astride two very thin suspension wires, repaired the controls. The

engine was then restarted, and the ship returned safely to base.

The wonderful flying year of 1917 was drawing to a close when

it was marred by a fatality and chapter of accidents on the night of

December 22. Five ships had left during the forenoon for patrol

of the English Channel. The weather was sunny but hazy.

Suddenly, at about 3 p.m. the perfect winter afternoon was

obscured by a dense black fog which came down from the northeast

with less than five minutes’ warning. All ships were recalled

to base, but although they could be heard above the dark pall

which enveloped the station, not one of them could be seen. The

pilots therefore decided, in accordance with previous orders, to

head for the open country. S.S. Z6 landed safely in a field north

of Hailsham; Z10 and Z9 put down near Jevington; Z7 and Z19

landed near the coast guard station at Beachy Head. By this time the ground was thick with snow. About 8 p.m. a fresh wind sprang

up from the east, the fog lifted from the air station, and it was

decided that in view of the possibility of the wind reaching gale

force, and of the impossibility of holding the ships out in the open,

they should fly back to base.

Z7 and Z19 were the first to leave. It was thought that the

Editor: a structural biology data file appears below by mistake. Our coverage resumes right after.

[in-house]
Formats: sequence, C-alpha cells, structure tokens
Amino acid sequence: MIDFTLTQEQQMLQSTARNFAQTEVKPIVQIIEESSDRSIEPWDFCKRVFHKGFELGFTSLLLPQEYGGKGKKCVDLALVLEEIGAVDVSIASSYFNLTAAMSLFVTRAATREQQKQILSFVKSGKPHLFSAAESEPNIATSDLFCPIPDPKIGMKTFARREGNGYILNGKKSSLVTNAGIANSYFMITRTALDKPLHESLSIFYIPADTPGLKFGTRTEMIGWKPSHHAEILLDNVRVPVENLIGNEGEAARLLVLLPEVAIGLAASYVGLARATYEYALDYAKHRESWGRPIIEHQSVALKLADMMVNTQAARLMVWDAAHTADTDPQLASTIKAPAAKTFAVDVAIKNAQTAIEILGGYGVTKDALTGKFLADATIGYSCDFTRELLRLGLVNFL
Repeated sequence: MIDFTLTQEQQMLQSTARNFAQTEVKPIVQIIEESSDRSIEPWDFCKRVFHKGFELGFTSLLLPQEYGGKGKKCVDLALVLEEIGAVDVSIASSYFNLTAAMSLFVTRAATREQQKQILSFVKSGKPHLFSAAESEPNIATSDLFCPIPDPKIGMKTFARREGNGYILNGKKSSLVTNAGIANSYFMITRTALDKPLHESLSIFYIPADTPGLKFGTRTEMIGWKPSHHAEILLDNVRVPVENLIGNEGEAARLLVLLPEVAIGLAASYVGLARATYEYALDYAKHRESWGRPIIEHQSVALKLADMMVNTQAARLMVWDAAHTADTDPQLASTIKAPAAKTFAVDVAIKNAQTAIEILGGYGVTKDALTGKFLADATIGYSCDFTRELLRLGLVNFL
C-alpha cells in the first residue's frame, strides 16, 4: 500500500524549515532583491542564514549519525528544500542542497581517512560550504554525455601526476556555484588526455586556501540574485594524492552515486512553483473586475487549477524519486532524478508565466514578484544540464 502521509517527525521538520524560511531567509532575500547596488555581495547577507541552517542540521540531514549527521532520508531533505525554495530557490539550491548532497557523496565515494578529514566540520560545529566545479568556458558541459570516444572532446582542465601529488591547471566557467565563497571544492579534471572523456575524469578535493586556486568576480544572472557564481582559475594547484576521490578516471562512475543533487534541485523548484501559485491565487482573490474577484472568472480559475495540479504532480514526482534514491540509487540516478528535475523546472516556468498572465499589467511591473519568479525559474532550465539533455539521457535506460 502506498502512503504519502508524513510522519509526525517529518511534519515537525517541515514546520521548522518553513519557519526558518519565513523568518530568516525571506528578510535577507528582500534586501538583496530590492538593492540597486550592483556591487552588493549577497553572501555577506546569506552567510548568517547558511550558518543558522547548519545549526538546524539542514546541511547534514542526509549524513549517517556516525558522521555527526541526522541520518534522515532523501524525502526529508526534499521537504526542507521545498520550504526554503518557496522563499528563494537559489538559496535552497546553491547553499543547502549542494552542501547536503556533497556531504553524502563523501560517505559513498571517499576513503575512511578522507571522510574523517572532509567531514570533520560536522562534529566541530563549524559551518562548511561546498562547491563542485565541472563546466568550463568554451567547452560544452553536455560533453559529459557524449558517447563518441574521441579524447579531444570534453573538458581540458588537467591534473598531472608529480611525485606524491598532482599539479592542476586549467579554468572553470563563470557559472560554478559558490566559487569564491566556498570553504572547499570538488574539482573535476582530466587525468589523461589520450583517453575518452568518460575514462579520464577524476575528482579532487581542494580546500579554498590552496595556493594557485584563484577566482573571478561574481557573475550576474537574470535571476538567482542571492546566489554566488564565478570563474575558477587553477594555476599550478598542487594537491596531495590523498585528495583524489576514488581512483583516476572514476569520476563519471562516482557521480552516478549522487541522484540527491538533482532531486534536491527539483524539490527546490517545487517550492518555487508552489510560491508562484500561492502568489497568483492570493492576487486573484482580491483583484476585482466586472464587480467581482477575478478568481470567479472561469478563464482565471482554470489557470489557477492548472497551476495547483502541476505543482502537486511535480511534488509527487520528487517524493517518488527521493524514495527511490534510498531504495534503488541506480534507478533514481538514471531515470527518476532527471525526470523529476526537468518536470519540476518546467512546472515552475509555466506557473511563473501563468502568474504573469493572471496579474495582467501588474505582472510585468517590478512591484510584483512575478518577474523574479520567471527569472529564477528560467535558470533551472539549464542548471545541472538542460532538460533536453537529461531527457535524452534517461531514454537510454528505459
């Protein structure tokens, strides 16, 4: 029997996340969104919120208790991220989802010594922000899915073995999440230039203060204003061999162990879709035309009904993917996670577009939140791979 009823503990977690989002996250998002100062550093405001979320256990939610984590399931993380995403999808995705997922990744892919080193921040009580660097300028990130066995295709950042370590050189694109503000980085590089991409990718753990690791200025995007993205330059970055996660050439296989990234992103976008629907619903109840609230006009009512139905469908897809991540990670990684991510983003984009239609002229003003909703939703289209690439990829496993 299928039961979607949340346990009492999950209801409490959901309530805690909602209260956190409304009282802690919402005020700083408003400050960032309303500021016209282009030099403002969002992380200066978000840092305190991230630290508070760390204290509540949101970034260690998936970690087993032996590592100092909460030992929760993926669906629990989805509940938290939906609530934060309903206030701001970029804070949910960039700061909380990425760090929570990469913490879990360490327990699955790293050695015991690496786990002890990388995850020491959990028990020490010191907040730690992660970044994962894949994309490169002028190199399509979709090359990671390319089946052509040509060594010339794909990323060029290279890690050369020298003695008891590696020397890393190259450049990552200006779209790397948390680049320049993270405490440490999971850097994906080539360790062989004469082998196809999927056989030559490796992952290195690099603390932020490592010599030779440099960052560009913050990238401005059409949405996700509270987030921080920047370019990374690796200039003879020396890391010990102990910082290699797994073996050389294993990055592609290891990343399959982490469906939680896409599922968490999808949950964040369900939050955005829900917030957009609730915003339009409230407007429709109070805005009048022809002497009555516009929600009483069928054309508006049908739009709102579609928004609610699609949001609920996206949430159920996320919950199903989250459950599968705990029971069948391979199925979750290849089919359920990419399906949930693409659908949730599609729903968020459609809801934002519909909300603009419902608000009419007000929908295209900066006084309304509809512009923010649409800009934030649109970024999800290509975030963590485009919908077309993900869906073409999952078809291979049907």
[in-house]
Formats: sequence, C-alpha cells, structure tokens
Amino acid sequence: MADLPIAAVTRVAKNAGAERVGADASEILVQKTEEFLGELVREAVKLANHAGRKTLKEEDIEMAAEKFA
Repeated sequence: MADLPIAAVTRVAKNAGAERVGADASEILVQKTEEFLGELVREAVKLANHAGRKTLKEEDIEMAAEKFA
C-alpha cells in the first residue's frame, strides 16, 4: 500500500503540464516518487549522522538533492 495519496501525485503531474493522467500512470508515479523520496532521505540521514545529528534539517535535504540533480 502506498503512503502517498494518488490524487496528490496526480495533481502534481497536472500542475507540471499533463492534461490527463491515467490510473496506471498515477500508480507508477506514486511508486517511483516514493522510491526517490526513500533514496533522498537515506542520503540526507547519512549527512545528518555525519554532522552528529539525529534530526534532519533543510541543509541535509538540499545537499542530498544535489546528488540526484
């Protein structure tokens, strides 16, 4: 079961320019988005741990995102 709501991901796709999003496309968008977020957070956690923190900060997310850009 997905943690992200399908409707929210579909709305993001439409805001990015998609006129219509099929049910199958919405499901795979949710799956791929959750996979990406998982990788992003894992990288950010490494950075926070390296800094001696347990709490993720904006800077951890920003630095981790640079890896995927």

pilots must have mistaken for the Polegate base the Aldis lamps

used to illuminate the ships on the ground at Jevington. The

lifting mist, coupled with the snow and silvery moonlight,

evidently deceived the pilot of S.S. Z7 (Lt R. Swallow, RN) for he

attempted to land and struck Z10, ripping her envelope. It is

thought that seeing his mistake he then opened his throttle and

tried to climb quickly, but the flames from his exhaust ignited the

escaping hydrogen from Z10, causing both ships to burst into

flame. Z7 rose to about 400ft and then came down alight from

end to end. The pilot was killed instantly, and the other two of

the crew-members were found severely injured. With the utmost

gallantry, the crew of Z10, finding it impossible to move the

injured men, detached the now almost red-hot high-explosive

bombs from the burning ship and carried them away to safety,

knowing full well that they might explode at any moment. On

the recommendation of the C-in-C Portsmouth, both were

awarded the Albert Medal in Gold.

Meanwhile the senior flying officer, thinking that the crew of

S.S. Z10 were still in the burning wreckage, dashed to the spot to

rescue them. On reaching the car he found the crew had escaped,

but before he could get clear of the ship both bombs exploded,

blowing off his right arm. For his gallant action he was awarded

the Albert Medal in Bronze.

The whole of the personnel of the station were shocked and

stunned by these losses, but a magnificent example was set by the